Marina Vishmidt will be presenting a synopsis of her recently published book, Speculation as a Mode of Production: Forms of Value Subjectivity in Art and Capital (Haymarket Books, 2019), from its discussions of temporality and negation, she will attempt to outline what a speculative praxis in the current political moment could look like.

“For the past few decades, it’s been clear that the ascent of finance in capitalist societies has been accompanied by a devaluation and indebtedness of labour. The grip of finance over social reproduction has generated self-optimization or the ‘hustle’ as the mark of this devaluation on a structural as well as subjective level. That’s the broad territory of my work on ‘speculation as a mode of production’. More recently, I’ve been looking into the relationship between this general devaluation of labour, the rise of labour politics in different parts of the art field (what artistic labour looks like once you start to put a price on it) and various discourses of automation. Given ongoing developments, the pandemic presents us with an economic model which, in the absence of capital or labour, has to directly subsidize itself, which is equivalent to cannibalising itself. Picking up on the concluding section of my book on ‘socially speculative’ practices, I will revisit the dialectic between artistic labour and abstract labour under these conditions.”

Marina Vishmidt is a London-based writer, editor and critic occupied mainly with questions around art, labour and value. She teaches at Goldsmiths, University of London. Her work has appeared in the journals South Atlantic Quarterly, Ephemera, Afterall, Journal of Cultural Economy, Australian Feminist Studies, and Radical Philosophy, among others, as well as a number of edited volumes. She is the co-author (with Kerstin Stakemeier) of Reproducing Autonomy (Mute, 2016), and Speculation as a Mode of Production: Forms of Value Subjectivity in Art and Capital (Brill 2018 / Haymarket 2019). She is one of the organisers of the Centre for Philosophy and Critical Thought at Goldsmiths, a member of the Marxism in Culture collective and is on the board of the New Perspectives on the Critical Theory of Society series (Bloomsbury Academic).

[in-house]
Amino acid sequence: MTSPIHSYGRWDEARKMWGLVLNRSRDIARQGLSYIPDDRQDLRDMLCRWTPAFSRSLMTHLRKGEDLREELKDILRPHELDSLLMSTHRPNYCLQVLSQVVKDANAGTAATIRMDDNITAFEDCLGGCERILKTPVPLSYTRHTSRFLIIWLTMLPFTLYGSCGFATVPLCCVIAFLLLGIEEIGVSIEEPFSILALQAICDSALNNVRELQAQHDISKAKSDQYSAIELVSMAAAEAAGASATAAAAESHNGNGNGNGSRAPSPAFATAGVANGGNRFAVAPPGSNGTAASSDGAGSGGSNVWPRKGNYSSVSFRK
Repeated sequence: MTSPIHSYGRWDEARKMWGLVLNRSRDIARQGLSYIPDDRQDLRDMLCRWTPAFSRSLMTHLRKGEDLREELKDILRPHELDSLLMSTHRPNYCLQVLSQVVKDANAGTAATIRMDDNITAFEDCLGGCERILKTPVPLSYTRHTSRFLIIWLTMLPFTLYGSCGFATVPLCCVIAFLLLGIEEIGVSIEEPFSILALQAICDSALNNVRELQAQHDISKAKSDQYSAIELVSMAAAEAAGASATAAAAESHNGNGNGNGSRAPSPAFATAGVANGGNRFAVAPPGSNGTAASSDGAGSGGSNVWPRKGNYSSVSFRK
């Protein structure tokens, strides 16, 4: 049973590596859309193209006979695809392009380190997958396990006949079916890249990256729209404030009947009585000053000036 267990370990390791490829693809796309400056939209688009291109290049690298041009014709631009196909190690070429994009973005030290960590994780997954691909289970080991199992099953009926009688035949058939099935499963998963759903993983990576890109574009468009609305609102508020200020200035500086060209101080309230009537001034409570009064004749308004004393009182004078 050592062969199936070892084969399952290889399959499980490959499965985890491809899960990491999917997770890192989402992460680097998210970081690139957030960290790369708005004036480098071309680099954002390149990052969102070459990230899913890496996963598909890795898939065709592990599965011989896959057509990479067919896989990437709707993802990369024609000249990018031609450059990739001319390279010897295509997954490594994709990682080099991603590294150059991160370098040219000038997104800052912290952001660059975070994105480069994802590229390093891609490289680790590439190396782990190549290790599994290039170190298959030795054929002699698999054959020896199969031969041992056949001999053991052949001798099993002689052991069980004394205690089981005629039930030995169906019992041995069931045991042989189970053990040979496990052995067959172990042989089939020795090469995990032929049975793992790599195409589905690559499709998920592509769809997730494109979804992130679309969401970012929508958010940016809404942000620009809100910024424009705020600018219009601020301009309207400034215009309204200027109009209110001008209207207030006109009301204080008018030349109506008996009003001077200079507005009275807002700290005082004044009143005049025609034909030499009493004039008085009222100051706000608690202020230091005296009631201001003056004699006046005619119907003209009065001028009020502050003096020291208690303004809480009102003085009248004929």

Ted Gott

Speaks on the impact of the AIDS crisis on the LGBTI+ and artistic communities of the 1980s and 1990s, their strategies for resistance, survival, grief, and mourning.

4pm AEST
(11pm West US; 9am EU)
Password: GOTT
11 July

The Silence = Death Project used by permission by ACT-UP, The AIDS Coalition To Unleash Power. Colour lithograph, 1987.

Ted Gott is a Senior Curator of International Art at the National Gallery of Victoria. In the late 1980s he moved to the United States during the height of the AIDS epidemic, during this time he collected an archive of cultural material pertaining to the crisis. In 1991, still at the height of the epidemic, he curated The Don't Leave Me This Way: Art in the Age of AIDS at the National Gallery of Australia, Canberra. Some of the artists who participated in this exhibition would not live to see it close.


(Dana Kopel)

1856 in conversation with Dana Kopel, writer and former senior publications coordinator at the New Museum where she helped organise the New Museum Union.

Saturday 14 November
East Coast US:
Friday 13 November
New Museum Union, Instagram account, Announcement: New Museum Union files charges against the New Museum

Dana Kopel is a writer and the former senior editor and publications coordinator at the New Museum, where she helped organize the New Museum Union. Her writing appears in Art in America, Frieze, SSENSE, Flash Art, Mousse, X-TRA, and several exhibition catalogues. She lives in New York, where she works as a union organizer with OPEIU Local 153.

Organised by Imogen Beynon, Nicholas Tammens, and Pip Wallis.
With special thanks to Mia Tinkler.